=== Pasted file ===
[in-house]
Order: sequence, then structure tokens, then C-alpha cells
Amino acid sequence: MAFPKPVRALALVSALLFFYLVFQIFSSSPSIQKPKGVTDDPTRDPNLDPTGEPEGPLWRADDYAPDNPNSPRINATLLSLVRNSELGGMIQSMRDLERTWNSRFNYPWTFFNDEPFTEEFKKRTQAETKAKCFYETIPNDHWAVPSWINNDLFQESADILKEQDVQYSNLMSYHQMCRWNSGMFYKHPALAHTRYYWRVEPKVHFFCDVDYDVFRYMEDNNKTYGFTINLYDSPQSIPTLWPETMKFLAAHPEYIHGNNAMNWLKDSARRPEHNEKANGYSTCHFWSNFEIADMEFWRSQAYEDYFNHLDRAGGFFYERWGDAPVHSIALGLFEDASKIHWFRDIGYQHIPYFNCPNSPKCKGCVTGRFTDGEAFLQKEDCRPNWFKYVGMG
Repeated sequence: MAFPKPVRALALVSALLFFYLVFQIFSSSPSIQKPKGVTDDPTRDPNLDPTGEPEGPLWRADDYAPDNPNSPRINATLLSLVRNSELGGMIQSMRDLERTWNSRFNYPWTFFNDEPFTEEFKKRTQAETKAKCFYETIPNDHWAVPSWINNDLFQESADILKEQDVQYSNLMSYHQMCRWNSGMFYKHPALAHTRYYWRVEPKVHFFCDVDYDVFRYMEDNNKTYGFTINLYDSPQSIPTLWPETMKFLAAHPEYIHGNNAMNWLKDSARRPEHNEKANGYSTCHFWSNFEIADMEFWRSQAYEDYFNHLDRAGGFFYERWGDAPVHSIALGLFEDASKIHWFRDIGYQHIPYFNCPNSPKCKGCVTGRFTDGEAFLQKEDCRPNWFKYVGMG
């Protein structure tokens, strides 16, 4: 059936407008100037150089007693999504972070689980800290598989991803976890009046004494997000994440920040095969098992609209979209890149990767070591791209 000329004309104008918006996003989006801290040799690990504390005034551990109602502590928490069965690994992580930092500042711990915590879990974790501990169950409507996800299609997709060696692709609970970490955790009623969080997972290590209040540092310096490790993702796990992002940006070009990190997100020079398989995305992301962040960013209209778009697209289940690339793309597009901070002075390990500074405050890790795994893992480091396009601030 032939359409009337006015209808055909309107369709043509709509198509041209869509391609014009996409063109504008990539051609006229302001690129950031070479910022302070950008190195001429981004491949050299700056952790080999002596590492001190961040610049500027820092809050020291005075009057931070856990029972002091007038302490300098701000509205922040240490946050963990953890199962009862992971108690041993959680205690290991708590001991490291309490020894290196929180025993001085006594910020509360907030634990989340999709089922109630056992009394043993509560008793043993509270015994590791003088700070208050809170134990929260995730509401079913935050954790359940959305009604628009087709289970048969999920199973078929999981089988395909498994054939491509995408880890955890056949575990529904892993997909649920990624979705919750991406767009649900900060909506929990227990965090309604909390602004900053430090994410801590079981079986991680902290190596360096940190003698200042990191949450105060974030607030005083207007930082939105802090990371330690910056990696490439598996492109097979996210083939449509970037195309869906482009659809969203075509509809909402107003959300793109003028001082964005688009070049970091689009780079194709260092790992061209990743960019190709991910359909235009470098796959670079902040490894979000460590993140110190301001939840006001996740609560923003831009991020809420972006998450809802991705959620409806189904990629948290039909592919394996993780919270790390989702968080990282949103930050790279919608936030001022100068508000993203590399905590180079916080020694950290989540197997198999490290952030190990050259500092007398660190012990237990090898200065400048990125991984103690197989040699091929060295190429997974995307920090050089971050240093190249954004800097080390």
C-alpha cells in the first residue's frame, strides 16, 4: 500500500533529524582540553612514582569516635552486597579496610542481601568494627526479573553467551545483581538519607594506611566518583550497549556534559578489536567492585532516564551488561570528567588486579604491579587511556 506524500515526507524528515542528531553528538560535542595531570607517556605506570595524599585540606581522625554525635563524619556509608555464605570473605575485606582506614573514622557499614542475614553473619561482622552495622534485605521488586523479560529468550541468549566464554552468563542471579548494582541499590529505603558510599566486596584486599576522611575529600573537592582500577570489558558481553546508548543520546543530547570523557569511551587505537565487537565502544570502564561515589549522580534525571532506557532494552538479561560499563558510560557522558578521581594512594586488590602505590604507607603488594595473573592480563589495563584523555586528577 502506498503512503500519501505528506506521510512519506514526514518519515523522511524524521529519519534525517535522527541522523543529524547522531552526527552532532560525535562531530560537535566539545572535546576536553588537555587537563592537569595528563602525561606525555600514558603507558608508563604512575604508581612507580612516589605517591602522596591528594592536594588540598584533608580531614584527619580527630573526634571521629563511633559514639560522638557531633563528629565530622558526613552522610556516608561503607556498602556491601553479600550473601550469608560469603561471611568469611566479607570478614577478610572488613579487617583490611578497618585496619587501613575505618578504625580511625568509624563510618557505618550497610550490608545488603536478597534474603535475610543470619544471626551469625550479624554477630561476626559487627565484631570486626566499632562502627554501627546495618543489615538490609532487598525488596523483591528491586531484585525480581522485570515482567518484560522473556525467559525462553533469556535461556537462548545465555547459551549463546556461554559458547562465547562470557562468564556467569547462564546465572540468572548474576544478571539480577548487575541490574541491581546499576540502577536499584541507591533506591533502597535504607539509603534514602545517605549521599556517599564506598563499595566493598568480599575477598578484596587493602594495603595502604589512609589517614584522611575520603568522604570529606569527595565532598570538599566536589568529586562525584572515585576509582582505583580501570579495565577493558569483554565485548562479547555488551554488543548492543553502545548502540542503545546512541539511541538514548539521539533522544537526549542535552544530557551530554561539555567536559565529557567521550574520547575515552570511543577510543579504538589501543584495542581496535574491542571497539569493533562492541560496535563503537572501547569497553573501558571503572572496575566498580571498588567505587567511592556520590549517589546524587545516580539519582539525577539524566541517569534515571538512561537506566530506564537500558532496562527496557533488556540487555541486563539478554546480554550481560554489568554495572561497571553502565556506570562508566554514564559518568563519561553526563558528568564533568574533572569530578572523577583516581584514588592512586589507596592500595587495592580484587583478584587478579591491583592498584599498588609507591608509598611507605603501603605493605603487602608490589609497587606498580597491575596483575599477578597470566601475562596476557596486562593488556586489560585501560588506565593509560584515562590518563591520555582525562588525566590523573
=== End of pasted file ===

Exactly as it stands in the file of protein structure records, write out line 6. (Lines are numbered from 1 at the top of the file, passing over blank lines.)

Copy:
C-alpha cells in the first residue's frame, strides 16, 4: 500500500533529524582540553612514582569516635552486597579496610542481601568494627526479573553467551545483581538519607594506611566518583550497549556534559578489536567492585532516564551488561570528567588486579604491579587511556 506524500515526507524528515542528531553528538560535542595531570607517556605506570595524599585540606581522625554525635563524619556509608555464605570473605575485606582506614573514622557499614542475614553473619561482622552495622534485605521488586523479560529468550541468549566464554552468563542471579548494582541499590529505603558510599566486596584486599576522611575529600573537592582500577570489558558481553546508548543520546543530547570523557569511551587505537565487537565502544570502564561515589549522580534525571532506557532494552538479561560499563558510560557522558578521581594512594586488590602505590604507607603488594595473573592480563589495563584523555586528577 502506498503512503500519501505528506506521510512519506514526514518519515523522511524524521529519519534525517535522527541522523543529524547522531552526527552532532560525535562531530560537535566539545572535546576536553588537555587537563592537569595528563602525561606525555600514558603507558608508563604512575604508581612507580612516589605517591602522596591528594592536594588540598584533608580531614584527619580527630573526634571521629563511633559514639560522638557531633563528629565530622558526613552522610556516608561503607556498602556491601553479600550473601550469608560469603561471611568469611566479607570478614577478610572488613579487617583490611578497618585496619587501613575505618578504625580511625568509624563510618557505618550497610550490608545488603536478597534474603535475610543470619544471626551469625550479624554477630561476626559487627565484631570486626566499632562502627554501627546495618543489615538490609532487598525488596523483591528491586531484585525480581522485570515482567518484560522473556525467559525462553533469556535461556537462548545465555547459551549463546556461554559458547562465547562470557562468564556467569547462564546465572540468572548474576544478571539480577548487575541490574541491581546499576540502577536499584541507591533506591533502597535504607539509603534514602545517605549521599556517599564506598563499595566493598568480599575477598578484596587493602594495603595502604589512609589517614584522611575520603568522604570529606569527595565532598570538599566536589568529586562525584572515585576509582582505583580501570579495565577493558569483554565485548562479547555488551554488543548492543553502545548502540542503545546512541539511541538514548539521539533522544537526549542535552544530557551530554561539555567536559565529557567521550574520547575515552570511543577510543579504538589501543584495542581496535574491542571497539569493533562492541560496535563503537572501547569497553573501558571503572572496575566498580571498588567505587567511592556520590549517589546524587545516580539519582539525577539524566541517569534515571538512561537506566530506564537500558532496562527496557533488556540487555541486563539478554546480554550481560554489568554495572561497571553502565556506570562508566554514564559518568563519561553526563558528568564533568574533572569530578572523577583516581584514588592512586589507596592500595587495592580484587583478584587478579591491583592498584599498588609507591608509598611507605603501603605493605603487602608490589609497587606498580597491575596483575599477578597470566601475562596476557596486562593488556586489560585501560588506565593509560584515562590518563591520555582525562588525566590523573